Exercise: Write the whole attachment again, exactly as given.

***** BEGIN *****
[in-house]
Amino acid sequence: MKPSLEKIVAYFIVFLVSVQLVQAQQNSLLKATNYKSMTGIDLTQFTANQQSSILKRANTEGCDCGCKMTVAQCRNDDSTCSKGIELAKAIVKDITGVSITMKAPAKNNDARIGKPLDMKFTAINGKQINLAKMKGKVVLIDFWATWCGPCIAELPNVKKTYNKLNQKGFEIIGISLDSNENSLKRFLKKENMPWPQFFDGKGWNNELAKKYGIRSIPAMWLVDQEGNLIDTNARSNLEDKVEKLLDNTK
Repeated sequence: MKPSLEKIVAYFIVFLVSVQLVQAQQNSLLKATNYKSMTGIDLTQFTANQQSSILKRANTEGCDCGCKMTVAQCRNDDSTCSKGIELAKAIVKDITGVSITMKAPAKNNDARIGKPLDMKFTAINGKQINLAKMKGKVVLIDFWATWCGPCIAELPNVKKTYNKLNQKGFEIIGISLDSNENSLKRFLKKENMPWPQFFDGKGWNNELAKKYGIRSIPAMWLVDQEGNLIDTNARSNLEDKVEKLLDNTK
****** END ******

[in-house]
Amino acid sequence: MKPSLEKIVAYFIVFLVSVQLVQAQQNSLLKATNYKSMTGIDLTQFTANQQSSILKRANTEGCDCGCKMTVAQCRNDDSTCSKGIELAKAIVKDITGVSITMKAPAKNNDARIGKPLDMKFTAINGKQINLAKMKGKVVLIDFWATWCGPCIAELPNVKKTYNKLNQKGFEIIGISLDSNENSLKRFLKKENMPWPQFFDGKGWNNELAKKYGIRSIPAMWLVDQEGNLIDTNARSNLEDKVEKLLDNTK
Repeated sequence: MKPSLEKIVAYFIVFLVSVQLVQAQQNSLLKATNYKSMTGIDLTQFTANQQSSILKRANTEGCDCGCKMTVAQCRNDDSTCSKGIELAKAIVKDITGVSITMKAPAKNNDARIGKPLDMKFTAINGKQINLAKMKGKVVLIDFWATWCGPCIAELPNVKKTYNKLNQKGFEIIGISLDSNENSLKRFLKKENMPWPQFFDGKGWNNELAKKYGIRSIPAMWLVDQEGNLIDTNARSNLEDKVEKLLDNTK